Last month Becky Sugden, Financial Adviser at Gresham Wealth Management, delivered a talk to business owners that are considering selling their company in the next 3 – 5 years. Here, she looks at some of the salient points covered in the presentation.
Having dealt with entrepreneurs and business owners across a broad range of industries over the years, it is not unusual to come across the following argument:
My business IS my retirement plan.
As such, business owners are not always diligent in contributing to a pension fund, especially in the early days of building the business, and instead rely on receiving a lump sum from the proceeds of selling their company when the time comes for them to move on to the next stage of their life.
However, due to many factors; not all of which are under the business owners’ control; it can be the case that the desired sale price cannot be realised when it comes to the actual point of sale. This could be due to the general economic climate, political uncertainty, or the availability (or lack of availability) of funding at that particular moment in time.
Whilst the pot of gold at the end of the rainbow does sometimes come to fruition, it is advisable to have a plan B. Should the worst happen and your ship be sinking, having a lifeboat ready and waiting is something you will thank your lucky stars (or your financial adviser!) for.
There are many other reasons why building a pension in the background whilst still priming your business for sale is a good idea.
Principally, the IHT benefits of holding funds within a pension to pass down to future generations are significant. If the maximum pension lifetime allowance, which currently stands at £1 million, were to be held in cash or other investments, it would most likely fall within an estate upon death.
The difference in the total value of the estate above £325,000 (or potentially £650,000 for married couples) would be liable to Inheritance Tax at 40%. If held within a defined contribution pension, however, the entirety of the fund could be passed to the nominated beneficiaries, who, on death before age 75 would be able to receive the whole fund tax free as a lump sum or retain the invested funds in their own inherited pension fund for their future benefit from which they could take withdrawals without tax implication during their lifetime. The position is different on death after 75, withdrawals of any amount can be taken from an inherited drawdown fund but taxed at the beneficiary’s marginal rate.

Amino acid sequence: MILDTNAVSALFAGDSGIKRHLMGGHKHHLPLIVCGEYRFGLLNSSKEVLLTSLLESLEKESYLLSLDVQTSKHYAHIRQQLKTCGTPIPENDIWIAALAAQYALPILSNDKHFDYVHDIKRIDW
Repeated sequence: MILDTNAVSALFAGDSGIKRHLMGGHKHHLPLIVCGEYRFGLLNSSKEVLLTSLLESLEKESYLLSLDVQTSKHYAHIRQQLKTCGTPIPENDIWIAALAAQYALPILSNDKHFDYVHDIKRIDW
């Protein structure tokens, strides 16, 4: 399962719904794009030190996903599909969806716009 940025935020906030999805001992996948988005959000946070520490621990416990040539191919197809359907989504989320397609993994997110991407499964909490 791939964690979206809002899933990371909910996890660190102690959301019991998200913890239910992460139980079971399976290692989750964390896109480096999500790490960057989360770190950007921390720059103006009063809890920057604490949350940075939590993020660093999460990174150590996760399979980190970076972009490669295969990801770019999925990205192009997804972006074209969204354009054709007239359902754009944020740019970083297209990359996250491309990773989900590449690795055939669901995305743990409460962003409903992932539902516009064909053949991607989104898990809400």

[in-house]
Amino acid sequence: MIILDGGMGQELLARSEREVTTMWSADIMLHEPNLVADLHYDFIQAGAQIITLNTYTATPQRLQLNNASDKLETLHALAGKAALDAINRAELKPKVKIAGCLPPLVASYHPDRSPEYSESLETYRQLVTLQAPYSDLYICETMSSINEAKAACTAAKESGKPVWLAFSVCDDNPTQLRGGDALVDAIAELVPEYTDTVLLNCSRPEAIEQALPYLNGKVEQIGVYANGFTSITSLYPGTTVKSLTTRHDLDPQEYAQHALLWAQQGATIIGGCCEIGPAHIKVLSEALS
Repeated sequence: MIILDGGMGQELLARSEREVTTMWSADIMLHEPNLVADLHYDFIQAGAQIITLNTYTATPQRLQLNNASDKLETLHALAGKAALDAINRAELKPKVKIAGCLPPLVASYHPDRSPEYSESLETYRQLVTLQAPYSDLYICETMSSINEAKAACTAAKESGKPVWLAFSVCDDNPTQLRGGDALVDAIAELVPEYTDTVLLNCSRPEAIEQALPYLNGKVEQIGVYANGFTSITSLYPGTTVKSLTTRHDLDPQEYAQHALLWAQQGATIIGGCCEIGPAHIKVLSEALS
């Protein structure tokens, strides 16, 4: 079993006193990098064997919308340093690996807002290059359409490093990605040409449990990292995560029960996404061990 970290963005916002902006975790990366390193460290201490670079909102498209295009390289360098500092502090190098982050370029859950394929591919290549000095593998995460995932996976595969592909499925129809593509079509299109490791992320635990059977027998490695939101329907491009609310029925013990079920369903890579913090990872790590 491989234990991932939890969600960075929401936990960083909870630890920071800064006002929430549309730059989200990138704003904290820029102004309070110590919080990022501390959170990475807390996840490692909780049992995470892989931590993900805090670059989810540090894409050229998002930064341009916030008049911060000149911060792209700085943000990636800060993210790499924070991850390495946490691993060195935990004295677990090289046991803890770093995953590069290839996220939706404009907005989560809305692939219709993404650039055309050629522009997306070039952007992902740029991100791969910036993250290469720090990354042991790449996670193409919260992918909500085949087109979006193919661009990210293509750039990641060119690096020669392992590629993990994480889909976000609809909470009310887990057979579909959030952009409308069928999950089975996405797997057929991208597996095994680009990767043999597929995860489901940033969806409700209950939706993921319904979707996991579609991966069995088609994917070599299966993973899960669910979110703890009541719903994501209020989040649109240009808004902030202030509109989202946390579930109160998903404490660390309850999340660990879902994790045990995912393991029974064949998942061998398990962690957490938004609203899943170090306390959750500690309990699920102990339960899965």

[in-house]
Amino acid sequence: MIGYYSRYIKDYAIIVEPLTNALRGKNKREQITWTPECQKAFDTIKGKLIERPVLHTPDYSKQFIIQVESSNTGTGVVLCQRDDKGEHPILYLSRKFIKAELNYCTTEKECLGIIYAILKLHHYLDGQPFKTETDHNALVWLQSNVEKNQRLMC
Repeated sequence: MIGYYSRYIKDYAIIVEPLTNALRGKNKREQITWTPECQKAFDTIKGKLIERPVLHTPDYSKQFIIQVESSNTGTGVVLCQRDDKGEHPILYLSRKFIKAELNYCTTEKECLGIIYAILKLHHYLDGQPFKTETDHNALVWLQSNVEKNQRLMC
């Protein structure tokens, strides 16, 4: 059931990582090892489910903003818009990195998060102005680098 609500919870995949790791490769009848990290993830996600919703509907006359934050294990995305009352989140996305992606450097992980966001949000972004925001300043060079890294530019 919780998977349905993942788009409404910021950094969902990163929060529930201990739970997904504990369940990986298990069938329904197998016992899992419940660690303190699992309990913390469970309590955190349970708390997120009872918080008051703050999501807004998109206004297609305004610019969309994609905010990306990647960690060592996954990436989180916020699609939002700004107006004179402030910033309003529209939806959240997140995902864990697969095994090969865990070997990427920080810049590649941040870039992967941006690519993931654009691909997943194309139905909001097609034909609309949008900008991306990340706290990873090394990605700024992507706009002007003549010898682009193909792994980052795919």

On your death your beneficiaries are able to nominate their own beneficiaries who would benefit from the remaining funds in the same way on their death before or after age 75. This provides an extremely tax efficient way of cascading wealth down through generations.
Additionally, building a pension pot with surplus funds from the business will immediately result in a saving in Corporation Tax on an annual basis. Furthermore, if everything goes wrong and the business were to become insolvent or forced to fold, your pension fund may provide some protection from creditors.
When you are building a business, it is often the case that you will need to re-invest on a regular basis and therefore, you may not be left with a great deal to allocate to funding your pension pot. However, there are multiple benefits to building yourself a lifeboat should you not be able to fund your retirement from the proceeds of a business sale for any reason. Growing a business and funding your retirement do not always go hand in hand, but having a balanced plan that allows for both, whilst also ring-fencing any funds put away from inheritance tax, is worth consideration.
For further advice in relation to pensions, Inheritance Tax or general financial planning, please get in touch with us.
The Financial Conduct Authority does not regulate tax advice.